Digital PCR (dPCR)


Doing digital PCR means to carry out a PCR reaction with only one single amplification step nonetheless resulting in absolute/quantitative values. For dPCR, in contrast to conventional real-time PCR (qPCR), no standard curves, calculating of Ct-values or standard references are required because the single amplification step is performed to obtain a pure yes (positive) or no (negative) answer.

The principle behind dPCR is to divide a given sample into a high number of samples of very small volume (femto litre) of which each small sample contains ideally only one DNA molecule of interest. The higher the number of small samples the more precise will be the result of the evaluation/analysis as the probability increases to have only one single copy or none in a given volume if the volume decreases. Therefore first evaluation of the samples is according to a “Yes” (positive) and “No” (negative) principle. After counting the positive and negative signals the ratio between positive and negative samples and the absolute amount of positive samples is calculated to get the absolute content of target molecules in the original sample. For this procedure no internal or external standards are necessary.

By performing only one single amplification step there is no chemical restriction regarding the consumption of e.g. dNTPs, degradation of Taq Polymerase etc., or no physical restriction, e.g.  instrumental specifications or mathematical by calculation of a Ct-value. Additionally the dynamic range and precision of this procedure is much higher due to the low detection limit.

Like in qPCR detection is done by measuring the fluorescence of PCR probes.
To have samples containing more than only one single copy of the target is a possible source of error. To overcome this problem all results will be recalculated and compensated by the mathematical method referred as Poisson Algorithm.

Applications of digital PCR:

  • Absolute quantification of samples, e.g. diagnostics of pathogens
  • Detection of rare Alleles and Mutations
  • Absolute quantification of nucleic acid standards
  • Absolute quantification of Next Generation Sequencing libraries
  • Absolute quantification of gene expression
  • Absolute quantification of reference standards for qPCR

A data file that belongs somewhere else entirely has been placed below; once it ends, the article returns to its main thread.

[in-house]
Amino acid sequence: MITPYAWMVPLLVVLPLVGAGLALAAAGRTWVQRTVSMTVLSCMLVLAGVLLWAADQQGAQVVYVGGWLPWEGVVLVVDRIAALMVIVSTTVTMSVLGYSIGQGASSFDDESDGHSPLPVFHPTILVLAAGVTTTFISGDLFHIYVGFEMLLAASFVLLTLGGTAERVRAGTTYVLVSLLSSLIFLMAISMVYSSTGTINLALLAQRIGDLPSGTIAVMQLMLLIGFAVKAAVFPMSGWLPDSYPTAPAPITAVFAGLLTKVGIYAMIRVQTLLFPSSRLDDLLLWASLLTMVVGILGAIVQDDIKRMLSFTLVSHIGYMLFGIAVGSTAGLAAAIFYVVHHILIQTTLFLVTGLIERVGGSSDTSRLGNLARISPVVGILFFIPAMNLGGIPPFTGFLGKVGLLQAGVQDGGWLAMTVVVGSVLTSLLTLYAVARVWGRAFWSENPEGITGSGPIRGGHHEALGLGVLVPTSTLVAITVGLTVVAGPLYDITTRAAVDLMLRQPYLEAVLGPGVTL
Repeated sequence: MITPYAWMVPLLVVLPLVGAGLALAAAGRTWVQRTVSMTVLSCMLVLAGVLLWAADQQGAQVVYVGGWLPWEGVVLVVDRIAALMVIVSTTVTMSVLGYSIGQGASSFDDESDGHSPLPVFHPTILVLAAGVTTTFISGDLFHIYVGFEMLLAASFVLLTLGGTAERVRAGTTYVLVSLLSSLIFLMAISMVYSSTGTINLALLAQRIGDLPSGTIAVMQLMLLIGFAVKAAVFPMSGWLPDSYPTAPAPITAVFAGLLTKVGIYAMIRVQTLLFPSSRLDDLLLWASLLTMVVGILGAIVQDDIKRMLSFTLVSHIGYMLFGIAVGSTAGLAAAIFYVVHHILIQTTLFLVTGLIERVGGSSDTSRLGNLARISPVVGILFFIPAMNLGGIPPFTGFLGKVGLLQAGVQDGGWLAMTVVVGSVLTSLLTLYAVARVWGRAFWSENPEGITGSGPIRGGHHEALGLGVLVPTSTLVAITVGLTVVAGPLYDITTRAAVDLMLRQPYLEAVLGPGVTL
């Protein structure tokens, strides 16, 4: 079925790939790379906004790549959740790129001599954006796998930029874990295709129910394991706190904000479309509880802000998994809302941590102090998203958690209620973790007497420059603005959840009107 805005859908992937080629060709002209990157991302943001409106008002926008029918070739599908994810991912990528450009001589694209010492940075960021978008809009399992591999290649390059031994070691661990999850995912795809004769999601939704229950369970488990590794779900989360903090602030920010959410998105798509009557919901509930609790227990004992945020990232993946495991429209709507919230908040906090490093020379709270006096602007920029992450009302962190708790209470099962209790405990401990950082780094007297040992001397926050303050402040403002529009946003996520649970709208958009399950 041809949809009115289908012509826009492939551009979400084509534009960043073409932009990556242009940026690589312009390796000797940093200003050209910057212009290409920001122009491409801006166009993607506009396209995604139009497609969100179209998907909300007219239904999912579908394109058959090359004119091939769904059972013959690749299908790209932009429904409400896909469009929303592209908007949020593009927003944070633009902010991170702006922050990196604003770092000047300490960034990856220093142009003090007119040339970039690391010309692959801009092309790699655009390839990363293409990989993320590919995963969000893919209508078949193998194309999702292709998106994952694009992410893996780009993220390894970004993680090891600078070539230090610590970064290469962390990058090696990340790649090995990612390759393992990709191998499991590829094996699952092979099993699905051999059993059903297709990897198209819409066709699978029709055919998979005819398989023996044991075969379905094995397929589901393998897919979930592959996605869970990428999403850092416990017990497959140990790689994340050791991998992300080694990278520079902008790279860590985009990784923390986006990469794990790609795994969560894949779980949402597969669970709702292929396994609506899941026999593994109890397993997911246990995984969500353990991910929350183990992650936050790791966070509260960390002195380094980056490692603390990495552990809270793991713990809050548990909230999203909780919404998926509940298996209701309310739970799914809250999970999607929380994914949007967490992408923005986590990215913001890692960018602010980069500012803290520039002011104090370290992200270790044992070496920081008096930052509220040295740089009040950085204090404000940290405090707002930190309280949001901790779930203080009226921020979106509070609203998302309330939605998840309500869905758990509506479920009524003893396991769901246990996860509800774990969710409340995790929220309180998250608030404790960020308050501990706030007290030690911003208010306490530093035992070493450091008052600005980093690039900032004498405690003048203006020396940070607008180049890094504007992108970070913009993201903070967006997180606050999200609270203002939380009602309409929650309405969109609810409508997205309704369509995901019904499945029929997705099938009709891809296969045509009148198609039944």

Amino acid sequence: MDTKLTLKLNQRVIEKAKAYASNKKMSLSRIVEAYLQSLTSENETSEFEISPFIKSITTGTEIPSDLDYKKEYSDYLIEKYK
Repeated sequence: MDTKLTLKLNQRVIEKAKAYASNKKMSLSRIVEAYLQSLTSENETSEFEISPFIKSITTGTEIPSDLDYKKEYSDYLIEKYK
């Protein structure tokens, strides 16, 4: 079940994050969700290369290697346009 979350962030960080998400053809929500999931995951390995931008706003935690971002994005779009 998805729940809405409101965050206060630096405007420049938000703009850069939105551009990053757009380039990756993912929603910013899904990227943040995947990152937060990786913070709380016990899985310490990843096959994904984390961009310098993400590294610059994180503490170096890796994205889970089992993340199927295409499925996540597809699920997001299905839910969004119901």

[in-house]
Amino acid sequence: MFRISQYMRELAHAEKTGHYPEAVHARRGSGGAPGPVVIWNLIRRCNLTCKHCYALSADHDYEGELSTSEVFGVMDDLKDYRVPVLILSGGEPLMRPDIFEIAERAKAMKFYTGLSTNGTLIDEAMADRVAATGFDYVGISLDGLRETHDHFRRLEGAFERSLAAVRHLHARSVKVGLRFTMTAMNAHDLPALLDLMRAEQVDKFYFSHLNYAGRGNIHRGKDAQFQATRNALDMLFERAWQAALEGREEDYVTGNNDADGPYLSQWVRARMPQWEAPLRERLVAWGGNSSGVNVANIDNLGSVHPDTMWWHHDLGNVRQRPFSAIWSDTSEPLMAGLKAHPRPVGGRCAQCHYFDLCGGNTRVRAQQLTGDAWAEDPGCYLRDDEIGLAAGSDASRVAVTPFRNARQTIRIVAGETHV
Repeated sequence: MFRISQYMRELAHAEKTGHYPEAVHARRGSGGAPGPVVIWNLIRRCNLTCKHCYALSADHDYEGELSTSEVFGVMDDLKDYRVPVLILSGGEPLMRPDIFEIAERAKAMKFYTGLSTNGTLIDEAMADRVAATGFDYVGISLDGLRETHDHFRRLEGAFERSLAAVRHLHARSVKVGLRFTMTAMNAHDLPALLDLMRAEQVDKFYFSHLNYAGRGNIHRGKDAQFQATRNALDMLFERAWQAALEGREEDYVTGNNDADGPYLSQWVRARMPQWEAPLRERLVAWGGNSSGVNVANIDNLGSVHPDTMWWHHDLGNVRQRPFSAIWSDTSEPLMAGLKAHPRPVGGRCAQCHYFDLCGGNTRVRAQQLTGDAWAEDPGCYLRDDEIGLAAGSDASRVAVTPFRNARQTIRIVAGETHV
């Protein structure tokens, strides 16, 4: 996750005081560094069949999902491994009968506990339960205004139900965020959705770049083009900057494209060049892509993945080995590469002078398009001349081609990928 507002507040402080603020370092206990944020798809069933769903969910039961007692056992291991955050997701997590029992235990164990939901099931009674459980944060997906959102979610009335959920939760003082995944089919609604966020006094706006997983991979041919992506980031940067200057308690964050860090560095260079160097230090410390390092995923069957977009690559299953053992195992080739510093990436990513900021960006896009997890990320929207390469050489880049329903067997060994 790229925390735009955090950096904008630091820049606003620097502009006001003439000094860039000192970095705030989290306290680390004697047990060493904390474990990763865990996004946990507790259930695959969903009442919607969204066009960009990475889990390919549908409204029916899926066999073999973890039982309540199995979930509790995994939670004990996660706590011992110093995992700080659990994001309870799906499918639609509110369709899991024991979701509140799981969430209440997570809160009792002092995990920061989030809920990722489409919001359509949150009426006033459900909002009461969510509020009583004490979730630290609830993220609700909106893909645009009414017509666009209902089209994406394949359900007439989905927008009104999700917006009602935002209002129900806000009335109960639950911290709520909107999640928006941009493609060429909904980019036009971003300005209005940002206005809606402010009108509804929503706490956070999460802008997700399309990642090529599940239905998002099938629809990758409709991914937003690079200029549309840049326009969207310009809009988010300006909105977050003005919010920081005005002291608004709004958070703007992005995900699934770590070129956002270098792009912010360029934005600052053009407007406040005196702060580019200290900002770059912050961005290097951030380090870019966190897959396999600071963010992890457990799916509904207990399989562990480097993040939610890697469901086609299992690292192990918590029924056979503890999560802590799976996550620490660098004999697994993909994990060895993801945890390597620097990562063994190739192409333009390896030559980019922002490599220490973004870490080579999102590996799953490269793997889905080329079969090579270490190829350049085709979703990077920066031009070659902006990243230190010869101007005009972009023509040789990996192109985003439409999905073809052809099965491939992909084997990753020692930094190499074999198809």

Advantages of digital PCR

  • dPCR is very tolerant against inhibitors
  • Sample preparation is the same as for qPCR
  • Variations in the genome can be detected precisely (e.g. transgenic variations)
  • Highly reproducible with high precision

Analysis of miRNA expression of stem cell differentiation has been described by Jiang et al. (Jiang, K., Ren, C., & Nair, V. (2013). MicroRNA-137 represses Klf4 and Tbx3 during differentiation of mouse embryonic stem cells. Stem Cell Research, 11(3) 1299-1313).

dPCR encounters increasing interest in the fields of cancer mutations, circulating RNA and DNA, for example in cancer patients or the case of detecting low abundant events such as mutant sequences that can be detected very specifically against a high background of wild-type sequences. Somatic mutations can be detected specifically due to the high selectivity of dPCR. For patients, this means a significantly higher chance for an earlier, minimally invasive diagnosis. The detection of low abundant alleles or mutations is a further advantage.


qPCR: Suited for high amounts of different samples with only little amount of work. Only relative measurements possible. Quantification only possible against reference standard.

dPCR: absolute measurement of nucleic acids possible. No calculation of Ct-values necessary. Very useful to screen for low abundant alleles, mutations or other differences in genes of interest.

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